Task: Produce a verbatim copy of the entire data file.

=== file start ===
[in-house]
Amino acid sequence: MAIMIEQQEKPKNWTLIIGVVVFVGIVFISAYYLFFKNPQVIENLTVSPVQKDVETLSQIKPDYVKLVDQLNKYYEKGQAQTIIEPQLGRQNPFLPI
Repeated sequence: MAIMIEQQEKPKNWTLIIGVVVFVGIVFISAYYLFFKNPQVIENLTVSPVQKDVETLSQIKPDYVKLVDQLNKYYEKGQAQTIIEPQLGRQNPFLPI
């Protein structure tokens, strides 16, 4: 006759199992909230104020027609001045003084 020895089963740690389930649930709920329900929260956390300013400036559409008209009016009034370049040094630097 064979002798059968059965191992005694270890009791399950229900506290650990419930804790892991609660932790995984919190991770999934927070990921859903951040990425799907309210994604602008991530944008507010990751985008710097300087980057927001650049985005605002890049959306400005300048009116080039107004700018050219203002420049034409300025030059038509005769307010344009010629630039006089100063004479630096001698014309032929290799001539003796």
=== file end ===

[in-house]
Amino acid sequence: MAIMIEQQEKPKNWTLIIGVVVFVGIVFISAYYLFFKNPQVIENLTVSPVQKDVETLSQIKPDYVKLVDQLNKYYEKGQAQTIIEPQLGRQNPFLPI
Repeated sequence: MAIMIEQQEKPKNWTLIIGVVVFVGIVFISAYYLFFKNPQVIENLTVSPVQKDVETLSQIKPDYVKLVDQLNKYYEKGQAQTIIEPQLGRQNPFLPI
């Protein structure tokens, strides 16, 4: 006759199992909230104020027609001045003084 020895089963740690389930649930709920329900929260956390300013400036559409008209009016009034370049040094630097 064979002798059968059965191992005694270890009791399950229900506290650990419930804790892991609660932790995984919190991770999934927070990921859903951040990425799907309210994604602008991530944008507010990751985008710097300087980057927001650049985005605002890049959306400005300048009116080039107004700018050219203002420049034409300025030059038509005769307010344009010629630039006089100063004479630096001698014309032929290799001539003796």